The present research examines the impact of natural disasters on hospitality industry jobs and attempts to model job resilience after the industry experiences a disaster. While disasters are increasing at an unparalleled velocity, the hospitality industry has yet to fully appreciate their impact, reach, and consequences. Because the industry is a critical source of domestic economic activity, it is important to understand what happens to industry jobs post disaster and the mechanisms by which industry resilience is achieved. Using systems theory and a capital stock approach, our prior research supports our hypothesis: changes in hospitality industry jobs as a result of experiencing a natural disaster are a function of community resilience. Our regression results suggest characteristics such as creating and maintaining social networks of shared norms and values in a community help explain more changes in industry jobs than does the consequence of anatural disaster. This new model of resilience builds on community characteristics to foster industry jobs sustainability.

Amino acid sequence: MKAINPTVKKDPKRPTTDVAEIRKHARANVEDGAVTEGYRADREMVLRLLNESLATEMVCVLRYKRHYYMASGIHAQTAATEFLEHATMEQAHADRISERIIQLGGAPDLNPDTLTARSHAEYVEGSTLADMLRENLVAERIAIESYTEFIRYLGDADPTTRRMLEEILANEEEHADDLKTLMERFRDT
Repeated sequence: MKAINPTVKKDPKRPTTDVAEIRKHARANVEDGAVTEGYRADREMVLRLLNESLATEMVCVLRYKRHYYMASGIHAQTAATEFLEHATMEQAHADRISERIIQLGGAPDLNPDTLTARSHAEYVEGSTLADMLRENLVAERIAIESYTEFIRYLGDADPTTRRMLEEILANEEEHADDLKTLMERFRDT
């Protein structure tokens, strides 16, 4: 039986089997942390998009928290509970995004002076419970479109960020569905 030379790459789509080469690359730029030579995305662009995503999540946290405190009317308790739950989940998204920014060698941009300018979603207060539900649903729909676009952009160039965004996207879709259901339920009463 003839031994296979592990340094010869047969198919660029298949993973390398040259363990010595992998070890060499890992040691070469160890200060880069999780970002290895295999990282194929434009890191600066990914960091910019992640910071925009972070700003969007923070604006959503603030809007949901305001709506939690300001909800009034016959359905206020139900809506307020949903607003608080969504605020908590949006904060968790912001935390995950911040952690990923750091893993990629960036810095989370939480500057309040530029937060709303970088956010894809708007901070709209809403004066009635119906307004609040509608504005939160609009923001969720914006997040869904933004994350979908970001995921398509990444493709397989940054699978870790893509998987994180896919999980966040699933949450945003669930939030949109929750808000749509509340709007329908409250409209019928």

|Original language||English (US)|
|Number of pages||23|
|Journal||Journal of Human Resources in Hospitality and Tourism|
|State||Published - Apr 1 2011|
All Science Journal Classification (ASJC) codes
- Tourism, Leisure and Hospitality Management
- Organizational Behavior and Human Resource Management